Conservative estimates indicate that close to 700 people die from preventable errors in their medical treatment, or complications from those mistakes every year. This put the annual death toll from healthcare workers’ errors somewhere between 250,000 and 400,000 deaths per year, making death due to avoidable medical blunders potentially the third leading cause of loss of life in the entire country.
Since the spread of COVID-19, matters have only gotten worse.
Patients must be protected, and to do so, it is imperative that we adequately staff our healthcare facilities with safe and effective nurses—both in skill and in numbers.
In 49 states, there is no limit to the number of patients a nurse can be ordered to care for at one time. This lack of regulation does nothing but exacerbate the safety crisis and contribute to burnout among nurses. In November 2020, North Dakota and Montana hospitals began allowing COVID-infected, asymptomatic nurses to continue working with COVID patients, while the University of Utah Hospital’s ICU was forced to resort to up to 36-hour shifts for their employees.
Safe staffing levels help improve patient outcomes while increasing nurses’ job satisfaction. Without proper action, nurses will be forced to perform under even greater stress, and practicing in these high pressure environments will make nurses more prone to making mistakes.
The long hours and stressful conditions that nurses are subjected to has turned many potential young nurses away from the field, and with nurses of the Baby Boom generation beginning to retire en masse, a daunting deficit of nurses appears to be upon us. Facing dwindling health in light of older age, paired with the rampant heart disease that came along with the 1950s’ dietary shift to fast, processed foods, many baby boomers are now requiring treatment for cardiovascular disease, obesity, and type 2 diabetes among other illnesses.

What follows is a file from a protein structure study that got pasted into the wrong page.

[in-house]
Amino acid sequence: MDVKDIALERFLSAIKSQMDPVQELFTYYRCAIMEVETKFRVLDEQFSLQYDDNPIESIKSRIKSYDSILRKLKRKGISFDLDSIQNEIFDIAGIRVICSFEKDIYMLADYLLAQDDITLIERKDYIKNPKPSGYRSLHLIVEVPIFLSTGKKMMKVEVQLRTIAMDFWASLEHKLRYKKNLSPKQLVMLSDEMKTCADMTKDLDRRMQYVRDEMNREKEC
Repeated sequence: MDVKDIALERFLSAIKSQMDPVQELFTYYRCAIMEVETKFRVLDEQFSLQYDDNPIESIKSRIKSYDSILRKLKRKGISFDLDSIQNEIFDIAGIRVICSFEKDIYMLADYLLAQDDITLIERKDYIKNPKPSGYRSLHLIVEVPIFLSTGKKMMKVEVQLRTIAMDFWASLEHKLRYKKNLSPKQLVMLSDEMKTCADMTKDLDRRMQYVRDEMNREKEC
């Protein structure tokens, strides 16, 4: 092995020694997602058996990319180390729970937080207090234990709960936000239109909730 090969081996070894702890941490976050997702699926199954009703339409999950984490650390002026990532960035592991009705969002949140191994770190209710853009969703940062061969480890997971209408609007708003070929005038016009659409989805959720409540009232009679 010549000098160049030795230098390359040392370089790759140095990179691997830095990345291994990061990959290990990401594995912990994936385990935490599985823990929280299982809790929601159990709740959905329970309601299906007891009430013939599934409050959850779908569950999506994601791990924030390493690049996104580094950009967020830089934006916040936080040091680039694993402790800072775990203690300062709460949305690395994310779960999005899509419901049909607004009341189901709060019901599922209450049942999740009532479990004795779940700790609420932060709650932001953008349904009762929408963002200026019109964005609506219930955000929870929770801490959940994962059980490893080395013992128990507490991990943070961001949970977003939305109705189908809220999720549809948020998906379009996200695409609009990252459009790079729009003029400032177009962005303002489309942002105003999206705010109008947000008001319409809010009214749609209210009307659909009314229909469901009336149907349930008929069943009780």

These patients require care, yet a large percentage of the nursing population serving this demographic—nearly one-third of the nursing workforce—fall within the same demographic themselves, with many of the same health maladies. With an entire generation of nurses approaching retirement—some of whom will be back in healthcare facilities again soon, but as patients themselves—there are nearly a million, and counting, nursing roles that need to be filled in healthcare departments across the country.
There are more Americans now over the age of 65 than at any other time in our country’s history, and the population of senior citizens is only expected to grow. By 2030, it is predicted that there will be a 75% increase in our senior citizen population. When nearly 80% of senior citizens have at least one chronic condition, and 68% have at least two, it goes without saying that a herculean healthcare effort will be needed to treat this large and vulnerable population.
According to the U.S. Bureau of Labor Statistics, a demand for registered nurses is expected to increase by 16 percent from 2014 to 2024. This heightened demand means more opportunities for healthcare professionals, but the question remains as to whether enough people in the U.S. want to seize them and embark on a career in nursing.
In the midst of a pandemic, when infection rates are at an all-time high, the availability of nurses is staggeringly low. Hiring a full staff of nurses to ensure a standard of quality care can understandably pose a challenge, but when the wellbeing of people—both patients’ and nurses’—is on the line, it’s crucial to act right away.
With over two decades of international recruitment experience, our mission at Interstaff is to assist hospitals in the hiring process by sourcing accredited nurses and handling VISA sponsorships for healthcare professionals from abroad. Our nurses arrive in the U.S. ready to work with an Interstaff-sponsored VISA, a passed NCLEX exam, and an unrestricted RN license.
We do more than just save you money, time, and energy on staffing. We are committed to providing you with the best, most skilled nurses in the world, with various specialties. Primarily from the Philippines, Jamaica, Africa, and Puerto Rico, the nurses we recruit are fully committed to both long and short-term solutions for your department. Let us take care of your staffing, so you can take care of your patients.